Article Title:Val Smith's Circle in Box
Author or Credit:Jacqui Stanford
Published on:15th October 2013 - 08:00 am
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Story ID:14052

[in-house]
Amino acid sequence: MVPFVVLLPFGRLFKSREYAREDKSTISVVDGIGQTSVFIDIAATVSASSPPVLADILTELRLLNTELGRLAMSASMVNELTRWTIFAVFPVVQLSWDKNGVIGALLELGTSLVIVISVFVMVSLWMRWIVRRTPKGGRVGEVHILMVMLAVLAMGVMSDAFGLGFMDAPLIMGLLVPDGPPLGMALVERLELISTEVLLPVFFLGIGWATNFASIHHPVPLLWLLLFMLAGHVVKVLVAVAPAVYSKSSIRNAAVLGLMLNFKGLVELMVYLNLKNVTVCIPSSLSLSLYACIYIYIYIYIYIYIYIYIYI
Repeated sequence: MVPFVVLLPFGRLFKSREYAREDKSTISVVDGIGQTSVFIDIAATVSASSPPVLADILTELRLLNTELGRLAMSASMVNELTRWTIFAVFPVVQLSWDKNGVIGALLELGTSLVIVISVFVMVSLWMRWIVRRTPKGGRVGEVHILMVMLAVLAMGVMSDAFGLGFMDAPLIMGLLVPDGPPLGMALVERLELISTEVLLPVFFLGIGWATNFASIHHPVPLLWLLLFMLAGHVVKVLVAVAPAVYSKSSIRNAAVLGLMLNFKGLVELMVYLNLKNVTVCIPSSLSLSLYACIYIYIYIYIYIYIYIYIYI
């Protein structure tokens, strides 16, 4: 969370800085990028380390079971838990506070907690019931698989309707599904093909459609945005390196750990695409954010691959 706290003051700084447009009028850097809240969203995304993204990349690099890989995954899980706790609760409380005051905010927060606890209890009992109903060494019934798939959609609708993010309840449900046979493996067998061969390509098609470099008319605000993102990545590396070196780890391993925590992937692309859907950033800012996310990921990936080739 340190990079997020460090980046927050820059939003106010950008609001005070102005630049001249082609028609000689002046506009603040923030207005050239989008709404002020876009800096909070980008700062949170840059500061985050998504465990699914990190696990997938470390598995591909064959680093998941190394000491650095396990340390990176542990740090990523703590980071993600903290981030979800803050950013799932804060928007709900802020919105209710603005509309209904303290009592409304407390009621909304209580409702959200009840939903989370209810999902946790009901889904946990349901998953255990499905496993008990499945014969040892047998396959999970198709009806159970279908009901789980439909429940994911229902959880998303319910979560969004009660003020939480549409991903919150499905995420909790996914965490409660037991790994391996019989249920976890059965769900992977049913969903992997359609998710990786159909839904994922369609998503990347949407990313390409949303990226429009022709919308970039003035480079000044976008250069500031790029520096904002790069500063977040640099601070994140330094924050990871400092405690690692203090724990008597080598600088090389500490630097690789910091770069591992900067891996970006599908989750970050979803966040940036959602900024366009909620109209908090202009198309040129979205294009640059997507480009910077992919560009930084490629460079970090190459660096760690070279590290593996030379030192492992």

Text:Picture by Mark Currie Genderqueer performer Val Smith is bringing Circle in Box to Tempo Dance Festival. It mourns the construct of the circle as a ritual space for community transformation. The black box theatre is summoned to test its potential for containing ceremonial experience. What paranormal affects emerge through being present to the circle in the box? Smith tells us more. Tell me about Circle in Box? What is the inspiration for it? Circle in Box developed out of a practice-led research project as part of my Masters studies this year at Auckland University. I wanted to look a little deeper into the performer-audience relationship to explore how I might heighten the experience of how intrinsic politics pass between people within the context of performance. Over the year, as I refined this piece, I became more interested in how peoples’ expectations of dance and performance informs their engagement with the work. Circle in Box plays with these expectations in a way where a dance of microperceptions and micropolitics unfolds in the space. What do you hope people take from the show? I hope that people take away some insights around how we engage with dance performance in certain ways, maybe reflections on personal tendencies as spectators, and perhaps even ideas around where dance and performance can lead us to into the future. Circle in Box hopes to open space for reimagining what dance is. Picture by Mark Currie How long have you been dancing for? What drew you to dance? When is anyone not dancing? If you think you are not dancing right now, I suggest you reexamine what is going on inside your body, there is always a dance going on. I was drawn to train in contemporary dance because I had some experiences of the potency and power of performing in the early ‘90s as a member of an Anarchist Feminist Troupe called The Random Trollops. Also at that time I was having transformative experiences of dance in rave scenes, where I came away with a feeling of freedom and liberation. haha. Also though, I think that the language of the body, of dance, felt so familiar to me, that once I started to explore some of the more experimental forms, a language emerged through my body in which I could articulate myself with so much more sophistication than I felt I could with words. How does it help you express who you are? Dance is, for me, a gateway to deepening my understanding of who I am. And a gateway to appreciating how I have come to be who I am through relationship to others and the world around me. Dance has helped me realise that I am not alone in the world, that we are here together. In terms of expression, dance is a space of unlimited possibilities, these past few years my practice has been a way into expressing gender in expansive ways, fluid ways, creative ways and uncertain ways. Picture by Georgia J M Giesen Do you think people, even within the queer community, understand the identity genderqueer? As I understand it ‘genderqueer’ is a relatively recent term to have been coined, and in its newness as a naming of identity, as a signifier or expression, it’s meanings are slippery and multiple. Genderqueer doesn’t seem to have solidified yet as a concrete definition, and I like that about the term. It seems to me that identifying as genderqueer is becoming more common or familiar within the queer community and not yet so commonly in broader crevices of society. However if you had asked me whether I thought people within the queer community wanted to understand the term genderqueer well that would be a different answer, perhaps leading to more sticky questions regarding intergenerational difference and issues of communication within queer communities. Tell me about what it means to you? Genderqueer for me operates as an indicator of my preferred expression and an indicator of a certain style of politics or activism that I relate to. The term allows me to play with a certain style of indefinability in the world. A space for blurry-ness where I can engage with questions about ways of being in my body and ways of wanting to exist outside of male, female, masculine, feminine, him her or really any pronoun or concretising label. Genderqueer is a way of representing and/or provoking assumptions around the known, a world tidily composed of binary ‘black and white’ things and objects. I am thinking of myself and humans generally as so much more than what we know ourselves to be, and genderqueer for me somehow sits with this way of perceiving the world with a less evaluative pair of glasses on. How great is it that Tempo has something like Prime, which is a bit more cutting edge and outside the square? The way I see it the curated group show Prime is not so much ‘a bit more cutting edge and outside the square’ than it is dance artists who have been selected as an ‘interesting’ combination of styles and approaches to choreographic practice. Prime, is also in part, defined by choreographers who have been making work a tiny bit longer than for example the artists in the Fresh programme. The Tempo directorship has shown some interest in trying to include a sense of the ‘cutting edge’ in dance, though I feel the structure of the festival as it is can only really accommodate for a limited amount of thinking outside of the square. In the past there have been ideas put forth to Tempo from within the contemporary dance community for a style of platform, which is more conducive to innovation in dance practice. So we shall see how Tempo modifies itself into the future in relation to what is occurring independently within performance communities locally and what dance artists would like to share within the festival structure. Circle in a Box plays as part of Tempo Dance Festival’s PRIME 17th